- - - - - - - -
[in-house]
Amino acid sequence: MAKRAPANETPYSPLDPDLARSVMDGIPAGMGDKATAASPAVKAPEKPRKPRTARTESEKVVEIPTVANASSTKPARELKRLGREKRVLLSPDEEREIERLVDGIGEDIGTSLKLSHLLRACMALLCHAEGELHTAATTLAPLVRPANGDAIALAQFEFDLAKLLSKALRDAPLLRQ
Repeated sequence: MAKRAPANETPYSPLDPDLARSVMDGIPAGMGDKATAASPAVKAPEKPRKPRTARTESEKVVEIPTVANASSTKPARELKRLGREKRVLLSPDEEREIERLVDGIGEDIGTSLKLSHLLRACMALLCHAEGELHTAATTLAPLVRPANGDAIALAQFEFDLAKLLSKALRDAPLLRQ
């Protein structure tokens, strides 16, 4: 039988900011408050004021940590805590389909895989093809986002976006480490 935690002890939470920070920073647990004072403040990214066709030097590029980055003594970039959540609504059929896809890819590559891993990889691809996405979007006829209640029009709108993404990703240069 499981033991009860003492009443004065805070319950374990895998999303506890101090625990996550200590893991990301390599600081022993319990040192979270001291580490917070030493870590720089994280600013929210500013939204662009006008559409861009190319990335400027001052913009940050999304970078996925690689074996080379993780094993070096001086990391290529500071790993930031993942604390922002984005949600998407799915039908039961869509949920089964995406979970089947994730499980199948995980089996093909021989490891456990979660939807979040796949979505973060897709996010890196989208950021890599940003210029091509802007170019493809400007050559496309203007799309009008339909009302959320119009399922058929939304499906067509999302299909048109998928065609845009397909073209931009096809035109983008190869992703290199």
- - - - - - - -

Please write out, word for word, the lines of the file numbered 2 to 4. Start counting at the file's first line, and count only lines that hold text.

Amino acid sequence: MAKRAPANETPYSPLDPDLARSVMDGIPAGMGDKATAASPAVKAPEKPRKPRTARTESEKVVEIPTVANASSTKPARELKRLGREKRVLLSPDEEREIERLVDGIGEDIGTSLKLSHLLRACMALLCHAEGELHTAATTLAPLVRPANGDAIALAQFEFDLAKLLSKALRDAPLLRQ
Repeated sequence: MAKRAPANETPYSPLDPDLARSVMDGIPAGMGDKATAASPAVKAPEKPRKPRTARTESEKVVEIPTVANASSTKPARELKRLGREKRVLLSPDEEREIERLVDGIGEDIGTSLKLSHLLRACMALLCHAEGELHTAATTLAPLVRPANGDAIALAQFEFDLAKLLSKALRDAPLLRQ
């Protein structure tokens, strides 16, 4: 039988900011408050004021940590805590389909895989093809986002976006480490 935690002890939470920070920073647990004072403040990214066709030097590029980055003594970039959540609504059929896809890819590559891993990889691809996405979007006829209640029009709108993404990703240069 499981033991009860003492009443004065805070319950374990895998999303506890101090625990996550200590893991990301390599600081022993319990040192979270001291580490917070030493870590720089994280600013929210500013939204662009006008559409861009190319990335400027001052913009940050999304970078996925690689074996080379993780094993070096001086990391290529500071790993930031993942604390922002984005949600998407799915039908039961869509949920089964995406979970089947994730499980199948995980089996093909021989490891456990979660939807979040796949979505973060897709996010890196989208950021890599940003210029091509802007170019493809400007050559496309203007799309009008339909009302959320119009399922058929939304499906067509999302299909048109998928065609845009397909073209931009096809035109983008190869992703290199």